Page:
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I'm looking to implement the NSMutableCopying interface as I have a set of objects which are immutable, but I also need to be able to create modified copies. Let's assume we've got a movie defined something like this (of course, really there would be more properties):

// BBMovie.h

@interface BBMovie : NSObject < NSCopying, NSMutableCopying >
@property(readonly, nonatomic, copy) NSString *title;
@end

@interface BBMutableMovie : BBMovie
@property(readwrite, nonatomic, copy) NSString *title;
@end

From what I've read, if you need to set the ivars outside the constructor, as I will here to implement NSCopying, then it's good practice to define private setters for them. So I'd end up with an implementation like this for BBMovie (note that these types are not designed to allow subclassing):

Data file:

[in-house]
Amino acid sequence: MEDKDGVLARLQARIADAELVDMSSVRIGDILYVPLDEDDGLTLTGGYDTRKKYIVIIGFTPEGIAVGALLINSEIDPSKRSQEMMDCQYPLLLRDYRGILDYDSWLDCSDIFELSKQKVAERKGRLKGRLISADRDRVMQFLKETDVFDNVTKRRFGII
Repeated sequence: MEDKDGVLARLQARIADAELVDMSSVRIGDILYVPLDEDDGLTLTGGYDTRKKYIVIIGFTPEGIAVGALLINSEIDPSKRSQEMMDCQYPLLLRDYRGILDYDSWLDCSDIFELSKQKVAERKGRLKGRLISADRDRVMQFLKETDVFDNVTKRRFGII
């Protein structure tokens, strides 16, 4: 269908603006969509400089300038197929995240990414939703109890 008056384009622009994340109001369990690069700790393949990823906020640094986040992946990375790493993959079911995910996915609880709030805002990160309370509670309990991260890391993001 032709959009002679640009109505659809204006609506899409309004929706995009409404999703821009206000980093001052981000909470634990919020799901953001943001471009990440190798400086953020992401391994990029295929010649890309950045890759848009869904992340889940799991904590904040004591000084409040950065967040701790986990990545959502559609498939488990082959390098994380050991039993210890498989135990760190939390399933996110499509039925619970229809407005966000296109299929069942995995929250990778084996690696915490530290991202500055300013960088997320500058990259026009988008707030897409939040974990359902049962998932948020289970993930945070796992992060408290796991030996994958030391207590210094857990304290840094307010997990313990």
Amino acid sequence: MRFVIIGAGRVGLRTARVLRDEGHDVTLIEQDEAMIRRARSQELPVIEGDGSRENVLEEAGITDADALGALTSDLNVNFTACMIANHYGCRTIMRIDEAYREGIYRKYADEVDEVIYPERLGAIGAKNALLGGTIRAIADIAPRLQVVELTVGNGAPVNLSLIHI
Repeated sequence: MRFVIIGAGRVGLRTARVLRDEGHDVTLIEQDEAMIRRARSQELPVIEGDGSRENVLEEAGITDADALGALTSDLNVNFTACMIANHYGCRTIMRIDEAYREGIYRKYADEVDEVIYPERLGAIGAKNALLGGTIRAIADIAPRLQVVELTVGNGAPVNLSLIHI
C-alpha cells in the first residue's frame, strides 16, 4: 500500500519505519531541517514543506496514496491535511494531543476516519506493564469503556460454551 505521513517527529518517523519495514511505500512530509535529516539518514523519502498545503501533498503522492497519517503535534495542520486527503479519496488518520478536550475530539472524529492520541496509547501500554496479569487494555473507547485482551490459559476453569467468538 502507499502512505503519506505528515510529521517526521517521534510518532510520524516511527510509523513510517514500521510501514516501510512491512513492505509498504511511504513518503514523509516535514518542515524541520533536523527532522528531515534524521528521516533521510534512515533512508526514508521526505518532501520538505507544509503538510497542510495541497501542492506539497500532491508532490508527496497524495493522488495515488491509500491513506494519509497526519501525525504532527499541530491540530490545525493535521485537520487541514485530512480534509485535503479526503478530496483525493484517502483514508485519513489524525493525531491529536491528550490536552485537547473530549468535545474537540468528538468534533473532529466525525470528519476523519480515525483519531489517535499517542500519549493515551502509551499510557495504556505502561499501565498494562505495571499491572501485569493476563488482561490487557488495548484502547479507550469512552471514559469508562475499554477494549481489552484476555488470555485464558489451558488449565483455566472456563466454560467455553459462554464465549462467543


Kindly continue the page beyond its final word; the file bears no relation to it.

// BBMovie.m (note: compiling with ARC)

@interface BBMovie ()
@property(readwrite, nonatomic, copy) NSString *title;
@end

@implementation BBMovie
@synthesize title = _title;

- (id)copyWithZone:(NSZone *)zone
{
    BBMovie *copy = [[BBMovie allocWithZone:zone] init];
    if (copy) copy.title = self.title;
    return copy;
}

- (id)mutableCopyWithZone:(NSZone *)zone
{
    BBMutableMovie *copy = [[BBMutableMovie allocWithZone:zone] init];
    if (copy) copy.title = self.title;
    return copy;
}

@end

Now, given that I know the BBMovie implementation has both getters and setters for the properties, it seems like I should be able to implement BBMutableMovie as simply as:

@implementation BBMutableMovie
@dynamic title;
@end

Is there any problem with this approach, and/or am I missing anything?

Of course I realise that the BBMovie implementation isn't truly immutable as it will respond to the set messages if sent by consumers of the library, but that isn't really a concern to me as it doesn't present a security risk and falls outside 'normal' usage of the library.

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